# Electronics true or false questions

• Femme_physics
In summary, you asked for confirmation on whether your answers were correct or not, and I have provided a summary of the conversation by stating that your answers were correct for questions 1, 3, and 4, while question 2 was not true. I also included some additional information and clarification on the topics discussed.

#### Femme_physics

Gold Member
Can you help confirm whether my answers are correct or not?

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True or False (+answer must be explained)

Question #1:

Ripple is an alternative component of the DC component of an electrical signal

Answer #1: True. A period, accoriding to wiki, is "small unwanted residual periodic variation of the direct current (dc) output of a power supply which has been derived from an alternating current (ac) source."

Question #2:

The saturation current in a transistor is greater than the conductance current

Saturation current = 0
So it can't be greater than the conductance current!
The conductance current is greater than the saturation current.

Question #3: The following amplification of the op-amp is

Af = 1 + R1/R2

http://img833.imageshack.us/img833/3954/noninvert.jpg [Broken]

Since what we have here is a non-inverting op-amp, that's its formula.

Question #4: The duty cycle of the repeating signal is 40%
http://img15.imageshack.us/img15/3328/dutyc.jpg [Broken]

Answer #4: Not true. Duty cycle is measured when there is current, not when there isn't. Therefor, in this case, it's 60%.

6/10 x 100 = 60%

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Femme_physics said:
Can you help confirm whether my answers are correct or not?

I'll give it a try!
Hope it helps.

Femme_physics said:
Question #1:

Ripple is an alternative component of the DC component of an electrical signal

Answer #1: True. A period, accoriding to wiki, is "small unwanted residual periodic variation of the direct current (dc) output of a power supply which has been derived from an alternating current (ac) source."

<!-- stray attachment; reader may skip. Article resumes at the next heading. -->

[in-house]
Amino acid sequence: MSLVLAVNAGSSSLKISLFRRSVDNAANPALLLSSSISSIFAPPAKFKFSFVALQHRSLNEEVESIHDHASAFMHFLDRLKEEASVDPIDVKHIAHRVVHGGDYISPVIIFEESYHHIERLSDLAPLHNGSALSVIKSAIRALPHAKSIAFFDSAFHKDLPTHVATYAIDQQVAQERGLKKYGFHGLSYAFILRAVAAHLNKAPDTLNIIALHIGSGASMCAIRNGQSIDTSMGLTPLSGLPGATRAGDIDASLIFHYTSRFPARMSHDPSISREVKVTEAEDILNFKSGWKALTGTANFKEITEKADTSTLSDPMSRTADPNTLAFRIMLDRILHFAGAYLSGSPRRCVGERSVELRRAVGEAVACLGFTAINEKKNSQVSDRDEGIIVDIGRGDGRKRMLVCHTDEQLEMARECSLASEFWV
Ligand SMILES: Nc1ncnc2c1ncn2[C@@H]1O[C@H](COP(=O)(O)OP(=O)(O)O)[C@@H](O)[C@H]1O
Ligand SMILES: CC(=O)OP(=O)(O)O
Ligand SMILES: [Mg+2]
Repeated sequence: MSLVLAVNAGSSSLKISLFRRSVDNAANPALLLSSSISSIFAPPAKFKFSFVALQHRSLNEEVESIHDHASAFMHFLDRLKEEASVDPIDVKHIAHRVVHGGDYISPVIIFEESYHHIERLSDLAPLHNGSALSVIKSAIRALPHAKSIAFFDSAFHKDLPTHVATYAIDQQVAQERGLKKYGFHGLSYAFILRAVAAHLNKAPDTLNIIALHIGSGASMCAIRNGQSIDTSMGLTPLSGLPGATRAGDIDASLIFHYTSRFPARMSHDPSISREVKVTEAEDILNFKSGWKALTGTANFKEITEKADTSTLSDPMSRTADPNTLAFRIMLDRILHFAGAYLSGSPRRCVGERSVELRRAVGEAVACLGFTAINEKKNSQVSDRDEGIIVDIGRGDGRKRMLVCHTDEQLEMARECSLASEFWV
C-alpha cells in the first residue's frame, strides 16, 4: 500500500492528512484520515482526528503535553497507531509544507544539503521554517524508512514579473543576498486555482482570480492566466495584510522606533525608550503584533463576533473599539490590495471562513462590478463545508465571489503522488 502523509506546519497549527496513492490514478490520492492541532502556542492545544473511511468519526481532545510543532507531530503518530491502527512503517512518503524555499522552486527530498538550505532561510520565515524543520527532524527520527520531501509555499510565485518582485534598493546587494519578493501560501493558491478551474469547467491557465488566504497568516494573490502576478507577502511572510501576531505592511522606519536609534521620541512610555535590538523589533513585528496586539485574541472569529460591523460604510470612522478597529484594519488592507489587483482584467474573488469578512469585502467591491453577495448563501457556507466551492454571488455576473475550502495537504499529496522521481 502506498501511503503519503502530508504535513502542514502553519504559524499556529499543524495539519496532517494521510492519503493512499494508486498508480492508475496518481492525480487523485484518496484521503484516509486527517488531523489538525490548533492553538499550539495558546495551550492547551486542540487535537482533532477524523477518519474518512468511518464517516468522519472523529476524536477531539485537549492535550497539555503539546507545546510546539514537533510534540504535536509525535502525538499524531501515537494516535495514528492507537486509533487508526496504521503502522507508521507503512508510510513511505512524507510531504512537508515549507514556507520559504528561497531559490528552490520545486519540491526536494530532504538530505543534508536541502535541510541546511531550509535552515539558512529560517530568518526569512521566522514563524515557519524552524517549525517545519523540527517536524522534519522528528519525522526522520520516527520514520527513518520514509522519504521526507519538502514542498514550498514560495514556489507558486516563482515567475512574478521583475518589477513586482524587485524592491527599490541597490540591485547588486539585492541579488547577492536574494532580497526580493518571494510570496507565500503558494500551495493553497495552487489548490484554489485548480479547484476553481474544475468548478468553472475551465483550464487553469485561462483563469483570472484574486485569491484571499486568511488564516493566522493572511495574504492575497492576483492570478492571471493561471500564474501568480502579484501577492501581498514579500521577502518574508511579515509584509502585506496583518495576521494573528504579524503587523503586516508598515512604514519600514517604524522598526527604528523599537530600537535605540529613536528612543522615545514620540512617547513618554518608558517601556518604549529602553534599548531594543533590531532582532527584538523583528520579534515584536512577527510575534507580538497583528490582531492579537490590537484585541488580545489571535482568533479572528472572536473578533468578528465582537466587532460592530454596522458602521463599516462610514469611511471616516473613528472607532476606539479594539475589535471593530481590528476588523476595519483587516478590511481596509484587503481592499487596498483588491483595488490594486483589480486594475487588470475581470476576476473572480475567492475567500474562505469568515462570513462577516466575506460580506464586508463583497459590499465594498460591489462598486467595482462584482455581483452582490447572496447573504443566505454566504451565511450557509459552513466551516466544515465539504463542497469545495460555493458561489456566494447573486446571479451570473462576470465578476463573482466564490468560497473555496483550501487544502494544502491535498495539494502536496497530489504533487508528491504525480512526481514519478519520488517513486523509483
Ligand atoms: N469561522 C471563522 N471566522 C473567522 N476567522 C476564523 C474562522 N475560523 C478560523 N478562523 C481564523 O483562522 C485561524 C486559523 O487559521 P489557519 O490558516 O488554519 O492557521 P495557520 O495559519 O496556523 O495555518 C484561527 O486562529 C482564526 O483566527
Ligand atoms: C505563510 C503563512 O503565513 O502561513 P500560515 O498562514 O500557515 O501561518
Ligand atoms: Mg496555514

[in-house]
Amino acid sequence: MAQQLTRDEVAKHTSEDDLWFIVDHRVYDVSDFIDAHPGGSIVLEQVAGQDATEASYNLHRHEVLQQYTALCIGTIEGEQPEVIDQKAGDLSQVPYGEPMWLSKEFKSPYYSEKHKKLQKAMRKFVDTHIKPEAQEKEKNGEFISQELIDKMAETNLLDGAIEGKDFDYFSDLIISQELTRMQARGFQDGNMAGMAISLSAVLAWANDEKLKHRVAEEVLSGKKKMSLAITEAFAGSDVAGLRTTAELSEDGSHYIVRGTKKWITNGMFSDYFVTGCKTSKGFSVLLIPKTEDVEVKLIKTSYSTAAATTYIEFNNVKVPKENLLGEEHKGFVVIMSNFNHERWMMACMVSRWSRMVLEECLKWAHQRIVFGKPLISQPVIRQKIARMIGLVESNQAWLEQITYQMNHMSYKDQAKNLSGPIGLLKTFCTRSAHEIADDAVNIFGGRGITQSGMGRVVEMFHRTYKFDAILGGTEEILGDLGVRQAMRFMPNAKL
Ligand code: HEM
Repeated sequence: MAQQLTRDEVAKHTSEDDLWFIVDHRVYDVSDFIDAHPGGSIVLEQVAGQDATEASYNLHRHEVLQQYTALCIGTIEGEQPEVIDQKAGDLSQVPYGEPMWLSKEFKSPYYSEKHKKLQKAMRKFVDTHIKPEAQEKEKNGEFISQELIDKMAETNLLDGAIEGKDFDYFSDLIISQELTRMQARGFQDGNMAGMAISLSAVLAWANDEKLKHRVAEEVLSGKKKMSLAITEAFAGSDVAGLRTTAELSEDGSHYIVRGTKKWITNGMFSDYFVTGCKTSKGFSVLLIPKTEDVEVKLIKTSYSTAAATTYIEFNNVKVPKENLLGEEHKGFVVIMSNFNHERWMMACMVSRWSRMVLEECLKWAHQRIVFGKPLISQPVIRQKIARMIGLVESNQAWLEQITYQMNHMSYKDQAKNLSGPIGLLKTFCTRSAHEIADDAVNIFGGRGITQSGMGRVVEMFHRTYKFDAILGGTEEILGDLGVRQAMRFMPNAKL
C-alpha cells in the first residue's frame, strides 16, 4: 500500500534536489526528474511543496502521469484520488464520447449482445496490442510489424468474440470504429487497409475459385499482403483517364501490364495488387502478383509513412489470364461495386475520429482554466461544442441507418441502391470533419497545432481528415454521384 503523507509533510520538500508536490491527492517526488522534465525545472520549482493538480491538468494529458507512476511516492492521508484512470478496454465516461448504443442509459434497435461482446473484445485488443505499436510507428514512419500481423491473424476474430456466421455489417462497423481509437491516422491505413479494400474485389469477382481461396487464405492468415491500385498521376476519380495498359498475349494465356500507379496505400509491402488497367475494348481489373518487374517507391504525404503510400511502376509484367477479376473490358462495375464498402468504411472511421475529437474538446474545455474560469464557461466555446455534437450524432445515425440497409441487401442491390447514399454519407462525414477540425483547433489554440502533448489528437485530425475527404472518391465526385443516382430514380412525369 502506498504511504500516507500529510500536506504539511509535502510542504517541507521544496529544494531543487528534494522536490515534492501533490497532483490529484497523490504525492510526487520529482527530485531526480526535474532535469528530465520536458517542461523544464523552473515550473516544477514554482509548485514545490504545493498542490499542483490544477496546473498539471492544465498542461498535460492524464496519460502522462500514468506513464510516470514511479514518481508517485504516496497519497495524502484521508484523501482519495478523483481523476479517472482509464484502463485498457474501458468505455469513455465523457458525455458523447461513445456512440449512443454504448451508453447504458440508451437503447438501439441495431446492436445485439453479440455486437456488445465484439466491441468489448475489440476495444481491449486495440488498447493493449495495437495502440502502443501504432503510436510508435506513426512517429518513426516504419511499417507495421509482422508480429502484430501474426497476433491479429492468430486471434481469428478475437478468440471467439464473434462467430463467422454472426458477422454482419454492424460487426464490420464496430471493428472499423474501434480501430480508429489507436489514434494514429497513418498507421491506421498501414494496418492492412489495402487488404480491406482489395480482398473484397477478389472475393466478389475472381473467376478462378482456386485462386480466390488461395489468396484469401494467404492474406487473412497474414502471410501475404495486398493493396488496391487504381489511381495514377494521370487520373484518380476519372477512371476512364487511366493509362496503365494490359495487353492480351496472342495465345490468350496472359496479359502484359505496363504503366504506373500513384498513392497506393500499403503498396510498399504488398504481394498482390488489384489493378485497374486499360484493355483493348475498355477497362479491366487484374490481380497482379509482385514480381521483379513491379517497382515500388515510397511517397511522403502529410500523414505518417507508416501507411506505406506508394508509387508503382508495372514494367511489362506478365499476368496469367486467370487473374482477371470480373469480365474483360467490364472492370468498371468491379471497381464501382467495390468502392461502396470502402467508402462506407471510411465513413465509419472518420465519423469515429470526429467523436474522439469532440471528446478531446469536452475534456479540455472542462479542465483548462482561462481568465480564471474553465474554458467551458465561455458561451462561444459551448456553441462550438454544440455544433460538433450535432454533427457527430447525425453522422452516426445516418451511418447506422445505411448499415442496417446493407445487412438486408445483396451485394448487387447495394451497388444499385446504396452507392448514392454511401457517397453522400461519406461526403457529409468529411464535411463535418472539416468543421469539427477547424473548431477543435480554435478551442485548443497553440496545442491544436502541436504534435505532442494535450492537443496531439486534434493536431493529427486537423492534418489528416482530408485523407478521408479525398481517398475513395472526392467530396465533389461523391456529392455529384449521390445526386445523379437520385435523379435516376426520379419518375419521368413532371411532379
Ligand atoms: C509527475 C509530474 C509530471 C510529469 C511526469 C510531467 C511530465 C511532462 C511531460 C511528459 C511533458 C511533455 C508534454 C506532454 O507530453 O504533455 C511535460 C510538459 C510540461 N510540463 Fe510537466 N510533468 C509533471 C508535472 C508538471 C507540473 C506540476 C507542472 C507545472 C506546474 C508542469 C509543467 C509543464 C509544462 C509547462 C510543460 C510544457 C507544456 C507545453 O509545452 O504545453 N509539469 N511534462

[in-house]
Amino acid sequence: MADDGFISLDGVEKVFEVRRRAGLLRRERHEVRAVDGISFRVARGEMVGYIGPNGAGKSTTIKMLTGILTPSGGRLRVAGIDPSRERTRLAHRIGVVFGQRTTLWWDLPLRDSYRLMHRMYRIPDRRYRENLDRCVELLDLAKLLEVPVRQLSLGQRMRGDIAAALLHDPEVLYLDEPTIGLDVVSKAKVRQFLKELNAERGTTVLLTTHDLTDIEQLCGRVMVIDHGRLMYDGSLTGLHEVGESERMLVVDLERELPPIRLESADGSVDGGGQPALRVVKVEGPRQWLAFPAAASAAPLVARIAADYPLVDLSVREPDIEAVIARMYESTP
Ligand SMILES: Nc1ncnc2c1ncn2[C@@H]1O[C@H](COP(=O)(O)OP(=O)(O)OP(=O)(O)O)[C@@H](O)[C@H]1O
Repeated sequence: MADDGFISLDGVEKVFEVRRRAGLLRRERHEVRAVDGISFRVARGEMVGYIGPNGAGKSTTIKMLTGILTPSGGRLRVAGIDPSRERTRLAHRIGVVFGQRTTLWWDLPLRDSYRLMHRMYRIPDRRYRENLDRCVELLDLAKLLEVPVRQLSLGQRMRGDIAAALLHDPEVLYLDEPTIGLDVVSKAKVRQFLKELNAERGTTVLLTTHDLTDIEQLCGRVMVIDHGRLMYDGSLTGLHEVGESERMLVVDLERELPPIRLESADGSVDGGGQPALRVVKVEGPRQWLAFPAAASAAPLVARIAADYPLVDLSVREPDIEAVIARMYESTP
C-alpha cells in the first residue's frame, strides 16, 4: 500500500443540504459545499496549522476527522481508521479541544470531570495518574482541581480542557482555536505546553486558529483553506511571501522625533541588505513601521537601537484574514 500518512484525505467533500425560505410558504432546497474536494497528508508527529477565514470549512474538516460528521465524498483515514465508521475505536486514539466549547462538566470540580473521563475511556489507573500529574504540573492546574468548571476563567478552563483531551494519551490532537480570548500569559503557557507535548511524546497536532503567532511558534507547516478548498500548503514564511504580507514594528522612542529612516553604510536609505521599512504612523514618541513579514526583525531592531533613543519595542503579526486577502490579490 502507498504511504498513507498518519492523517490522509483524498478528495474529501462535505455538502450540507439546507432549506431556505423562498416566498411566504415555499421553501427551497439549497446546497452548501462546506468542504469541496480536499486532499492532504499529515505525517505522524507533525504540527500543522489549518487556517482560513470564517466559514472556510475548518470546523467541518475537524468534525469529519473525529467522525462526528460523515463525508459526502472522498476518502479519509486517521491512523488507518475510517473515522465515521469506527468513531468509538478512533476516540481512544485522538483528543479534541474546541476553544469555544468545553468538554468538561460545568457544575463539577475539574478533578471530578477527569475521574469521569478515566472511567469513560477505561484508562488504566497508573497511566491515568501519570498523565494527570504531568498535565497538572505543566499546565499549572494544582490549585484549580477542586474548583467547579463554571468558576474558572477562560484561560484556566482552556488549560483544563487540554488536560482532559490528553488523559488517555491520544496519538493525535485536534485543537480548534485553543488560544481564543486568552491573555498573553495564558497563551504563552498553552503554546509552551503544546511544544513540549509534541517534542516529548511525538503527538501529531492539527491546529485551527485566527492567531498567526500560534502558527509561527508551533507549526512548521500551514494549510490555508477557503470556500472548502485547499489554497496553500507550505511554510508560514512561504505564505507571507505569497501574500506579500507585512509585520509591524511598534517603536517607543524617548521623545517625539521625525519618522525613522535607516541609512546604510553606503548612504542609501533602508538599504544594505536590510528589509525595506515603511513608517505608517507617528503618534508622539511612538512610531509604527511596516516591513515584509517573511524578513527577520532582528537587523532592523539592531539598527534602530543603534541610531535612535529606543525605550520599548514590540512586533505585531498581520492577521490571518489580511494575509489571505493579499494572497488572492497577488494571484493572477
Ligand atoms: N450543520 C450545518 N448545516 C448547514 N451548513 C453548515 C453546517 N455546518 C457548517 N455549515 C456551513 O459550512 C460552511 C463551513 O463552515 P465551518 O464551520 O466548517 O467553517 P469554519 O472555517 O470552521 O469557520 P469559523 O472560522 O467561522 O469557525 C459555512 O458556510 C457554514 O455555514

Good!

Femme_physics said:

Question #2:

The saturation current in a transistor is greater than the conductance current

Saturation current = 0
So it can't be greater than the conductance current!
The conductance current is greater than the saturation current.

I do not know what you mean by "conduction current"...
There's a couple of possibilities.

But saturation current is when the transistor is saturated with so much base current that it can't open any wider.
This is the highest current you can get...

Femme_physics said:

Question #3: The following amplification of the op-amp is

Af = 1 + R1/R2

http://img833.imageshack.us/img833/3954/noninvert.jpg [Broken]

Since what we have here is a non-inverting op-amp, that's its formula.

It is *almost* the formula...
Can you spot the difference?

Femme_physics said:
Question #4: The duty cycle of the repeating signal is 40%
http://img15.imageshack.us/img15/3328/dutyc.jpg [Broken]

Answer #4: Not true. Duty cycle is measured when there is current, not when there isn't. Therefor, in this case, it's 60%.

6/10 x 100 = 60%

Yep!

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I'll give it a try!
Hope it helps.

You, always.

But saturation current is when the transistor is saturated with so much base current that it can't open any wider.
This is the highest current you can get...

Oh, so my bad. Yes, I forgot...it's kinda in the word, "saturated". *smacks forehead*

So, saturated must always be the highest current, therefor it must be higher than the "conductance current" (It's just the direct translation from hebrew)

EDIT: The translation may be "threshold current", am not sure.

It is *almost* the formula...
Can you spot the difference?

Yes, R1 an R2 are opposite in this case. Got it. Thanks!

Glad I got the other 2 right!

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So it's all good now! ;)

Femme_physics said:
EDIT: The translation may be "threshold current", am not sure.

Threshold current sounds a bit like cutoff current.
Remember that that was the opposite from saturation?

From wikipedia:
wikipedia said:
Cutoff: In cutoff, biasing conditions opposite of saturation are present. There is very little current, which corresponds to a logical "off", or an open switch.

Thanks, ILS. my savior..